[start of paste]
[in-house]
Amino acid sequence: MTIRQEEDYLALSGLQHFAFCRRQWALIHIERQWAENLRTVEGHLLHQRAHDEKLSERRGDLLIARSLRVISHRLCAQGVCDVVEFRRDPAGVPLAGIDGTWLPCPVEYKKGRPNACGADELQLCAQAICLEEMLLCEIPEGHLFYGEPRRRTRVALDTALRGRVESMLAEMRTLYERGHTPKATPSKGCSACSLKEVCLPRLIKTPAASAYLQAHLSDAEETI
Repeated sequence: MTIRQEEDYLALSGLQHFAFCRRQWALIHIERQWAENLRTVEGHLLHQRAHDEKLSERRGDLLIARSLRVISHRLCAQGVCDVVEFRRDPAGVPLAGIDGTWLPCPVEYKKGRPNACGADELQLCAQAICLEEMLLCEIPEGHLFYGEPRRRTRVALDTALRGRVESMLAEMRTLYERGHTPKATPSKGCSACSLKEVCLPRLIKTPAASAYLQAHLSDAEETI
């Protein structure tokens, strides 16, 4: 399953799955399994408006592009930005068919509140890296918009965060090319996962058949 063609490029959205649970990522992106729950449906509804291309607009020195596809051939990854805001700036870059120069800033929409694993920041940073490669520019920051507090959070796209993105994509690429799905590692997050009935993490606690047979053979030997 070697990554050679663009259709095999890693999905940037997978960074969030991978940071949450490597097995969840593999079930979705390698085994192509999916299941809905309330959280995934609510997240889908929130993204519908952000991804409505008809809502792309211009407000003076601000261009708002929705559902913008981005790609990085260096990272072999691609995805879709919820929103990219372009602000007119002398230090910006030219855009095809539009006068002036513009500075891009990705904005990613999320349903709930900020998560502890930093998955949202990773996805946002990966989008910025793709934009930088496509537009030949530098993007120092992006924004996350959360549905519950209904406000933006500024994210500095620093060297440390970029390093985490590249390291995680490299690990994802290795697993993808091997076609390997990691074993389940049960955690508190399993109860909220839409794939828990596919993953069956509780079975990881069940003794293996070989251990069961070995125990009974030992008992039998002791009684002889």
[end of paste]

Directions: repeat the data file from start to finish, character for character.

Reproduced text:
[in-house]
Amino acid sequence: MTIRQEEDYLALSGLQHFAFCRRQWALIHIERQWAENLRTVEGHLLHQRAHDEKLSERRGDLLIARSLRVISHRLCAQGVCDVVEFRRDPAGVPLAGIDGTWLPCPVEYKKGRPNACGADELQLCAQAICLEEMLLCEIPEGHLFYGEPRRRTRVALDTALRGRVESMLAEMRTLYERGHTPKATPSKGCSACSLKEVCLPRLIKTPAASAYLQAHLSDAEETI
Repeated sequence: MTIRQEEDYLALSGLQHFAFCRRQWALIHIERQWAENLRTVEGHLLHQRAHDEKLSERRGDLLIARSLRVISHRLCAQGVCDVVEFRRDPAGVPLAGIDGTWLPCPVEYKKGRPNACGADELQLCAQAICLEEMLLCEIPEGHLFYGEPRRRTRVALDTALRGRVESMLAEMRTLYERGHTPKATPSKGCSACSLKEVCLPRLIKTPAASAYLQAHLSDAEETI
């Protein structure tokens, strides 16, 4: 399953799955399994408006592009930005068919509140890296918009965060090319996962058949 063609490029959205649970990522992106729950449906509804291309607009020195596809051939990854805001700036870059120069800033929409694993920041940073490669520019920051507090959070796209993105994509690429799905590692997050009935993490606690047979053979030997 070697990554050679663009259709095999890693999905940037997978960074969030991978940071949450490597097995969840593999079930979705390698085994192509999916299941809905309330959280995934609510997240889908929130993204519908952000991804409505008809809502792309211009407000003076601000261009708002929705559902913008981005790609990085260096990272072999691609995805879709919820929103990219372009602000007119002398230090910006030219855009095809539009006068002036513009500075891009990705904005990613999320349903709930900020998560502890930093998955949202990773996805946002990966989008910025793709934009930088496509537009030949530098993007120092992006924004996350959360549905519950209904406000933006500024994210500095620093060297440390970029390093985490590249390291995680490299690990994802290795697993993808091997076609390997990691074993389940049960955690508190399993109860909220839409794939828990596919993953069956509780079975990881069940003794293996070989251990069961070995125990009974030992008992039998002791009684002889």